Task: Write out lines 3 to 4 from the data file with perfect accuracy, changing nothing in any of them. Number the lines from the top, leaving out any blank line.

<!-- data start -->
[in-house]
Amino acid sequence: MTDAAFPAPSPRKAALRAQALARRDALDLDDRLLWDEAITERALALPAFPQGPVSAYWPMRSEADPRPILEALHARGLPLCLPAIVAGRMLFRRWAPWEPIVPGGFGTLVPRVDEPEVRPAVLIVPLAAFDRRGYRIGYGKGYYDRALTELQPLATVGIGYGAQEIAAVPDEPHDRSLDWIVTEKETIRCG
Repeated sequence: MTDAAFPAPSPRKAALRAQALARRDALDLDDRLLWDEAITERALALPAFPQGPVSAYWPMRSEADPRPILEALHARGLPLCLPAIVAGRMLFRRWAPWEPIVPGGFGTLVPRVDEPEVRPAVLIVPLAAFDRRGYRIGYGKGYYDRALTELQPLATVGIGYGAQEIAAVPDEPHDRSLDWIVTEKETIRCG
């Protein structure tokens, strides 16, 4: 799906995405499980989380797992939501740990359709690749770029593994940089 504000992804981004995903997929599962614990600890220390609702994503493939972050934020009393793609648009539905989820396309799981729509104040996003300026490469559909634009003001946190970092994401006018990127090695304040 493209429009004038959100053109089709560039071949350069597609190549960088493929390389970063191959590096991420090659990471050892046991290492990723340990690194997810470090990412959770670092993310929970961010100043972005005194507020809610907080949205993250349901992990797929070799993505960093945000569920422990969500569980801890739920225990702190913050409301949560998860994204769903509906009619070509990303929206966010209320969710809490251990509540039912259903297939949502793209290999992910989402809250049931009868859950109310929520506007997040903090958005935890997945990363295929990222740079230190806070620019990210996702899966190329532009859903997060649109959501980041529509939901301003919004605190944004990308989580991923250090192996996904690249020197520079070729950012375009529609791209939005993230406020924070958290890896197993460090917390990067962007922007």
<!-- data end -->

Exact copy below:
Repeated sequence: MTDAAFPAPSPRKAALRAQALARRDALDLDDRLLWDEAITERALALPAFPQGPVSAYWPMRSEADPRPILEALHARGLPLCLPAIVAGRMLFRRWAPWEPIVPGGFGTLVPRVDEPEVRPAVLIVPLAAFDRRGYRIGYGKGYYDRALTELQPLATVGIGYGAQEIAAVPDEPHDRSLDWIVTEKETIRCG
């Protein structure tokens, strides 16, 4: 799906995405499980989380797992939501740990359709690749770029593994940089 504000992804981004995903997929599962614990600890220390609702994503493939972050934020009393793609648009539905989820396309799981729509104040996003300026490469559909634009003001946190970092994401006018990127090695304040 493209429009004038959100053109089709560039071949350069597609190549960088493929390389970063191959590096991420090659990471050892046991290492990723340990690194997810470090990412959770670092993310929970961010100043972005005194507020809610907080949205993250349901992990797929070799993505960093945000569920422990969500569980801890739920225990702190913050409301949560998860994204769903509906009619070509990303929206966010209320969710809490251990509540039912259903297939949502793209290999992910989402809250049931009868859950109310929520506007997040903090958005935890997945990363295929990222740079230190806070620019990210996702899966190329532009859903997060649109959501980041529509939901301003919004605190944004990308989580991923250090192996996904690249020197520079070729950012375009529609791209939005993230406020924070958290890896197993460090917390990067962007922007």